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These pheromone-rich baits will become more readily available around the time of the next full moon on July 19 and are ideal for tipping a bucktail for weakfish, fluke, stripers and whatever else may be on your target list.
By Dave Rinear
Tags: inshore

I always start with the claws, break them away from the body, cut them in half, then crack the claw shell with the handle of a light knife and peel away the shell leaving what looks like a soft-shelled crab claw. But it is firmer than a soft-shelled crab, and stays on a hook better. I've always preferred to use double barb shank Eagle Claw 1.0 and about 3 feet of 15-pound monofilament leader to bait shedder crabs when anchoring up in a hole for weakfish.

Often while weakfishing, I use a float to keep the crab a foot or so off of the bottom so that spider crabs and blue claws won't eat up the bait. You can use this technique with weight varying from 1/2-ounce to 2 ounces, depending on depth and the speed of the current while either drifting or anchored up.

Be sure the crab is alive when you start to break and peel them. They decompose quickly and lose their effectiveness as bait rapidly. I get two baits from each claw, if the crab is fairly large. I then break the feelers off two at a time, twist and pull the first two joints giving me at least one bait from two feeler legs, or sometimes a bait from each leg. Simply thread this on the hook. The next bait is the genitalia, peel away the triangular piece of shell on the belly, pull away the mature genitalia, and cut it at its base from the body of the crab.

At this point your crab is still alive, and you pull off, crack, and use these portions of the crab as needed. Next, peel off the back of the shell. You will get one bait from each side of the body of the crab from the point of the shell into the main part of the body. What is left, then, is the body of the crab minus the point sections, the claws and the feeler legs.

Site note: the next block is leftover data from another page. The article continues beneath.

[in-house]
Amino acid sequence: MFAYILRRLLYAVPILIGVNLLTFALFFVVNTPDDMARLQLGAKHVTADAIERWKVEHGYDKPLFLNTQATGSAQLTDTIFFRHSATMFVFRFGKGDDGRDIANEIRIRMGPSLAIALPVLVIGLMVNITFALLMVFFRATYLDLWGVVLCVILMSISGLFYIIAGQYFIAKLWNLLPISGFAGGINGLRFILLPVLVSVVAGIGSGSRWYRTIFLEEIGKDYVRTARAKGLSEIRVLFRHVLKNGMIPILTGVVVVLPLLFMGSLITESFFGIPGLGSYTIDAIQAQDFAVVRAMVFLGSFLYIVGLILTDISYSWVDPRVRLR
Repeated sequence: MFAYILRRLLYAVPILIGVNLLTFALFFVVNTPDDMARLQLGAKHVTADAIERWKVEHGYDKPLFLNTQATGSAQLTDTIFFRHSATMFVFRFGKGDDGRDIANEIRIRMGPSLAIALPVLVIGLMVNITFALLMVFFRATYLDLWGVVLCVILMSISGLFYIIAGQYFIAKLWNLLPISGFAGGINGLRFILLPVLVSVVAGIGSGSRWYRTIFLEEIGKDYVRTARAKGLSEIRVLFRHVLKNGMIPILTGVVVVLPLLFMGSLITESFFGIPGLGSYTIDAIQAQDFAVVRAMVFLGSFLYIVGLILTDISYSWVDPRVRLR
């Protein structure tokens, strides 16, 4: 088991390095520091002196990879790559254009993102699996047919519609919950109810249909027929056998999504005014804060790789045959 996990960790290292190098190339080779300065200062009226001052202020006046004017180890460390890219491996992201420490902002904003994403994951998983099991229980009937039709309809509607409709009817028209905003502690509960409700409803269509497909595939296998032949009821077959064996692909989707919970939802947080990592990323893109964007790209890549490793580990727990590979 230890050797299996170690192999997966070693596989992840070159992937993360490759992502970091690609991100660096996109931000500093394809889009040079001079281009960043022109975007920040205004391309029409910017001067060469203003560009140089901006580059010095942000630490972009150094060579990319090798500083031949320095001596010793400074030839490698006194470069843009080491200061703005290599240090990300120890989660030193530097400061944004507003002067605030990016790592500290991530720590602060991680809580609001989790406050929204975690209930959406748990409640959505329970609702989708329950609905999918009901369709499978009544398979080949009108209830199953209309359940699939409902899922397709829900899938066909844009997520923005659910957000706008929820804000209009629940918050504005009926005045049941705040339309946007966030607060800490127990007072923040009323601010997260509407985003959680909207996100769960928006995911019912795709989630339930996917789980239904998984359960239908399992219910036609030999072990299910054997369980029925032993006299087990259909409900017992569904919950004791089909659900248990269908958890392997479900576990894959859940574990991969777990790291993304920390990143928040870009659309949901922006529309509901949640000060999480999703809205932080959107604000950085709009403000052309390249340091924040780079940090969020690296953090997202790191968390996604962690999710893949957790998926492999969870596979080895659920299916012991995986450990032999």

Finally, you cut the crab in half, belly side up and use each of the shell-marked sections for a single bait. Depending on the size and condition of the crab, you should get four to six baits from the body. You don't need huge gobs of crab on your hook to make shedder crab a highly effective bait. If you cut and bait in the manner I've described, you'll get from 10 to 15 baits off a single crab, perfect for tipping bucktails along the channel edges and inlet rocks for striped bass, fluke and especially summer weakfish.

Keep in mind that during the time of the shed, you can boost the power of your plastics and bucktails with FIN-essence shedder oil; the 3-ounce bottles are available at many local tackle shops or online through Fisherman’s Choice where you can also find Natural Hand-Cut Bait Squid Strips in 8-ounce containers.

For a simple Shedder Crab Demo Sketch on how to prepare a shedder or peeler crab for bait, visit Scott’s Bait and Tackle’s website.

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